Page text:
“I did feel pressure and dealing with pressure was also a challenge for me. I did spend a lot of time doing the mental and psychological work on how to handle and deal with pressure. I know it wasn’t just me, there were other players too. Chris Hanson was playing and we had a good rivalry amongst us. Chris Gordon as well. But I suppose for a lot of my career, I was the top ranked US player on the men’s tour. I didn’t necessarily see myself as the No.1 or the face of US squash in that way, but I did definitely feel pressure. But I think that is just part of the job.”

Todd Harrity’s most significant PSA title came at the 2nd HCL SRFI Indian Tour – Chennai Leg 1 in April 2021. Seeded No. 2, Todd faced numerous challenges beyond just playing squash in a tumultuous tournament. Despite these difficulties, he emerged victorious, savouring a triumph he described as nearly impossible to replicate.

Reflecting on the victory, Todd highlighted the intense satisfaction of winning under such challenging circumstances. This experience stands out as a pinnacle in his career, encapsulating his resilience and competitive spirit.

“That was a great effort. It was a tough tournament and that event was crazy. There was a COVID issue early in the event so the start date was actually a couple of days later than it was supposed to be and we were quarantined in our rooms for a while. I remember meditating a lot and trying to just handle things as best I could. There were some difficult matches where I almost mentally broke down, but I just managed to stay with it. It was such an amazing feeling winning that tournament.

“That win was my biggest PSA win but I’m extremely proud that I won three US National titles as well. Winning events will be a feeling I will miss. It’s just such a thrill and such a high that I don’t see being replicated in another field.”

In 2018, Todd Harrity became the first openly gay male player in professional squash. He describes his decision to come out as a deeply personal one, and despite initial fears, he was heartened by the positive response from the squash community.

Todd's openness about his sexuality marked a significant moment in the sport, with his courage and paving the way for greater inclusivity within the squash world.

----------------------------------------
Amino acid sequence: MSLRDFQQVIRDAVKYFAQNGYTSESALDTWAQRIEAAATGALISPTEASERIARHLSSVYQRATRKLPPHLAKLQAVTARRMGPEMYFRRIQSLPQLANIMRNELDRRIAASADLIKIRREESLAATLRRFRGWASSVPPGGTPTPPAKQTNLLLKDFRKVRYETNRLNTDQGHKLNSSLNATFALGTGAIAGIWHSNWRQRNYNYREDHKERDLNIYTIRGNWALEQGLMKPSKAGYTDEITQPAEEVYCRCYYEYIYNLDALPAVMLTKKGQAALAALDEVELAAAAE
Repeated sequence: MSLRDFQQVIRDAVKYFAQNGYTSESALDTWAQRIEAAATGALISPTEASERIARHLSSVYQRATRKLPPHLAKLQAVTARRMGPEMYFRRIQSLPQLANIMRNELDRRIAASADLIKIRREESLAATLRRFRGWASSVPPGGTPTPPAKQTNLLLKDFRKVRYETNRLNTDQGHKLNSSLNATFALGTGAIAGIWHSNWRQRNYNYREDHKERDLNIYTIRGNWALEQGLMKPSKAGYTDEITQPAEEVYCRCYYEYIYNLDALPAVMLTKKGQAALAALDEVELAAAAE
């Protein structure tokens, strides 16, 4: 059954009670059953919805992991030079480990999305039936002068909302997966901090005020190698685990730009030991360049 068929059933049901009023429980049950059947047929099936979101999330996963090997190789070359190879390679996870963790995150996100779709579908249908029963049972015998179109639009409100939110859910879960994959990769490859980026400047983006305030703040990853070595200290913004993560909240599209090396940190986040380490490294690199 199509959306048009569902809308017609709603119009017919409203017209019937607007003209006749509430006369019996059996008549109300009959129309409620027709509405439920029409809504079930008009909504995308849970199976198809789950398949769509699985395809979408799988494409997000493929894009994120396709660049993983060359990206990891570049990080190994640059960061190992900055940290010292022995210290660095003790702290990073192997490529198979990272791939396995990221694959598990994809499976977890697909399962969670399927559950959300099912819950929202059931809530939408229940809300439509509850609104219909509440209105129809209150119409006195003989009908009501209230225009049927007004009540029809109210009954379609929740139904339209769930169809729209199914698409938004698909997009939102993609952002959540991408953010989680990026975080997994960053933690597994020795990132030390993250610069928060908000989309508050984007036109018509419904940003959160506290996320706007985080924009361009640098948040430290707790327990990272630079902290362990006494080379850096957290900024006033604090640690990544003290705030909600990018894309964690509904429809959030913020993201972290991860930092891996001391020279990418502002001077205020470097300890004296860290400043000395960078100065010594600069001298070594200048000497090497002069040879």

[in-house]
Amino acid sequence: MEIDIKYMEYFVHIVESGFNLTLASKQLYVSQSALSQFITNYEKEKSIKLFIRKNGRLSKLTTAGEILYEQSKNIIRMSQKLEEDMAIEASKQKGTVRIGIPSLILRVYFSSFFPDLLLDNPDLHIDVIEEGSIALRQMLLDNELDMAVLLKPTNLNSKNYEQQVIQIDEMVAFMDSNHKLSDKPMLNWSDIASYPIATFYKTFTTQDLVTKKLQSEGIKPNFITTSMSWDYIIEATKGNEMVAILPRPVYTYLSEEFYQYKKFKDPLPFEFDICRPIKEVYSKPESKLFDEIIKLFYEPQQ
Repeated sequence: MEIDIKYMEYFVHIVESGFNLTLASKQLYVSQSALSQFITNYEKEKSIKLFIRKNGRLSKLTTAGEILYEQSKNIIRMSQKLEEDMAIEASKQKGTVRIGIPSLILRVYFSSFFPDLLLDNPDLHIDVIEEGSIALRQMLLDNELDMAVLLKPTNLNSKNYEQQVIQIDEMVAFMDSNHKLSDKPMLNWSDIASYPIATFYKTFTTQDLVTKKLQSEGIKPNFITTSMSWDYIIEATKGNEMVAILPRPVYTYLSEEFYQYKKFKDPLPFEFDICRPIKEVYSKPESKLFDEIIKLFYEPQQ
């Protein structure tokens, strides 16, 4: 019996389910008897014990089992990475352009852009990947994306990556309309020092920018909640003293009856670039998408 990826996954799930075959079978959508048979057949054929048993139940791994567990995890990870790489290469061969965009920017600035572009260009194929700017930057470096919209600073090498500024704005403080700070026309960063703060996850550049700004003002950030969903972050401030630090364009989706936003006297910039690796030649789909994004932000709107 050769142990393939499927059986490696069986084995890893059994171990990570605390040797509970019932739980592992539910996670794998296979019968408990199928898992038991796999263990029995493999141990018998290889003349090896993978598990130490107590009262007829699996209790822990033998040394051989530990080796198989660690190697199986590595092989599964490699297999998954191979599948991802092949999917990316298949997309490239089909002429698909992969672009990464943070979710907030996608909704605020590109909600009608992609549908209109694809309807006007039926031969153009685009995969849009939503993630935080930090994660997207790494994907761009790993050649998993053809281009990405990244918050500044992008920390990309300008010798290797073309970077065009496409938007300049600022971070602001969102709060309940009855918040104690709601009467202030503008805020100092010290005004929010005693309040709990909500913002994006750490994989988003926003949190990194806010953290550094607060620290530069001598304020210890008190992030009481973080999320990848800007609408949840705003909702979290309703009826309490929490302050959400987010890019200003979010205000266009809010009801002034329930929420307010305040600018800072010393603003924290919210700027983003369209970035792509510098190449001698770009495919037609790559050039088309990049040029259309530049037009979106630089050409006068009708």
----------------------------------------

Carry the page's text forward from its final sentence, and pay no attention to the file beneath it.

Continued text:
“Everyone was so supportive. It was interesting how I anticipated it being a problem. But it wasn’t at all. I didn’t lose a single friend. Everyone who was my friend before, was still my friend after and I didn’t notice anyone treating me differently. I did it only for personal reasons, it would just make my life easier to not have to dodge questions anymore, or have to lie or be vague when things come up, I just wanted to be able to be myself.

During the 2023-24 squash season, his final season on the PSA World Tour, Todd Harrity faced challenges, before rediscovering his form in 2024.

“I had been struggling for a while before the start of 2024 and I took some time off and didn’t play in December or January of this past season and then sort of worked on myself physically and mentally and came back to the tour playing well, and I had some good wins. Whether those were wins or not, I’m really glad that I experienced playing well again and experienced the joy of playing those matches.

“It really started for me at the Squash on Fire Open. I had a tough round first round which I managed to sneak through in five and then played really well in my next two matches against Omar Mossad and Youssef Soliman. I then played well in Chicago and Optasia, so I felt happy with that, and I’m glad that I’m not leaving the game in a rut where I had no confidence and was really not playing well for a long time. I’m leaving the game on good terms and my reasons for leaving are more psychological than physical. I just feel that I’m satisfied with my effort, it’s been a great experience. But I just I know that I’m ready to move on and I’m excited to see what’s next for me.”

Despite his many challenges, his career stands as a testament to his resilience and dedication to the sport and as he steps away from the sport, his legacy remains one of perseverance, skill and national pride.